I’ve generally refrained from comment on iOS 5 because there are only two features I really cared about and I wanted to see them in a final release form that I could play with. The first was notifications, which I loved since the first screenshots I saw. The second was iMessage simply because it intrigued me.
iMessage despite some claims isn’t the end of SMS, but it the beginning. To summarize how it works, it essentially abstracts the Messenger/SMS client so that to the user its protocol antagonistic. If it can use Apple’s network it does so, if not it uses SMS. The user does nothing but send messages like they always have. Apple does the magic. No app to download, no username to select and distribute, no new phone number. Just use it. Typical Apple brilliance.
Of course this poses a threat to carriers who make immense profits selling SMS packages which cost them almost nothing. I still wouldn’t be surprised it they find some vaguely worded patent and a patent war erupts to try and stop Apple. It’s a very real possibility.
However this alternative network only works between Apple iOS users… for now. Apple has three potential tricks up it’s sleeve to completely upset the market.
The App Route
This is the most obvious route. Release apps for BlackBerry and Android. As people adopt smart phones this becomes more awesome. Desktop clients will also satisfy since millions spend their day in front of a computer at work. Integrate into iChat and make an XMPP service for those using Adium or a third-party client on Windows. Release a Windows client. Get Meebo to make that a simple thing to add to your account. They could get it everywhere pretty quickly.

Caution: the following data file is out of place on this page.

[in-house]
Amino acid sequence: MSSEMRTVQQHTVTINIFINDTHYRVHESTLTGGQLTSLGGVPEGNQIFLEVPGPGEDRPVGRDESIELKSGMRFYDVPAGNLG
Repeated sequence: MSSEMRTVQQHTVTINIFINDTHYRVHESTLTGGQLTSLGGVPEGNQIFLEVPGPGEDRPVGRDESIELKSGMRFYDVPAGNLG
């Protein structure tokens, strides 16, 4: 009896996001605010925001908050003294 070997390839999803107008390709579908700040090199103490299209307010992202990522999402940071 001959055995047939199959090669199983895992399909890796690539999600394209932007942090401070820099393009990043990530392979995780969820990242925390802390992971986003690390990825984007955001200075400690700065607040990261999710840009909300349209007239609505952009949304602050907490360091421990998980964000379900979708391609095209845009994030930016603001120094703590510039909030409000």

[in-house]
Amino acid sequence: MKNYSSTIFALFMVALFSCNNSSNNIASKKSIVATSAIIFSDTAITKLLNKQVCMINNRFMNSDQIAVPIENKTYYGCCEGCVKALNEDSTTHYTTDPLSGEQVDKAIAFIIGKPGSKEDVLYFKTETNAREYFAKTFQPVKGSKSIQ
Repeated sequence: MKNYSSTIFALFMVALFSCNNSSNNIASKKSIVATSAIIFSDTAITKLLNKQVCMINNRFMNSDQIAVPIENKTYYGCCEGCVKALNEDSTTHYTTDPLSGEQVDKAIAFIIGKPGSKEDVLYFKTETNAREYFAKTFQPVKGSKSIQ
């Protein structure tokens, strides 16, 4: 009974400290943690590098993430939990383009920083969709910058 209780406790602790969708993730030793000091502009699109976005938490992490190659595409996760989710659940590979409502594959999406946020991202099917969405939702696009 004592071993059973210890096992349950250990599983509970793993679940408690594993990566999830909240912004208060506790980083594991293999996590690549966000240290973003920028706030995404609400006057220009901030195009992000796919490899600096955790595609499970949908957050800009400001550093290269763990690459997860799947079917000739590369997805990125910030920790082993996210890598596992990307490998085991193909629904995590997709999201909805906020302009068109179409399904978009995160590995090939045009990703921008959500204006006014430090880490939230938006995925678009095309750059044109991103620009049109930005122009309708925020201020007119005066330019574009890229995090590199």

Third Party Integration
Apple could eventually open up an API to allow for third-party app integration. Allow me to explain how this would work:
Your Apple account right now contains two key identifiers: You’re phone number (duh) and email address. What Apple could do is let third parties like Facebook, Google Voice, etc. become alternative carriers with a higher priority than SMS. So if Facebook Messenger was an option, it would use that. Otherwise it would use Google Voice, Kik, or perhaps even BBM to send the message. Last ditch effort would be regular SMS.
The Telco Route
This is an interesting option, but not really unique. Google actually does some of this already via Google Voice. Skype offers similar functionality to a degree. What Apple would do is rather than use the carrier SMS, give the option of sending via iMessage which sends the text to anywhere in the US on your behalf. Again, Google and several other companies are already doing this. The caller ID can be spoofed legally, and replies would come back via a regular SMS, effectively making you a recipient only. In the client this is seamless. This would further disrupt carriers model by cutting texting in half asymmetrically.
Any of these methods has a major advantage for Apple by making iOS the center of people’s communication universe. They could route to other iOS devices, Apple TV, your computer etc. It’s what Google Voice is striving to be, but for text.
Of course Apple could, and likely will eventually make this service more than text only. Voice and video are obvious companions and likely to be added as iChat, FaceTime integrate. Apple could even add a pro service like SMS and voice to other countries for a fraction of what wireless providers charge putting them in competition with Skype or Google Voice.
The backside of this however is that wireless providers are likely to raise mobile data rates and add new charges to make up for SMS.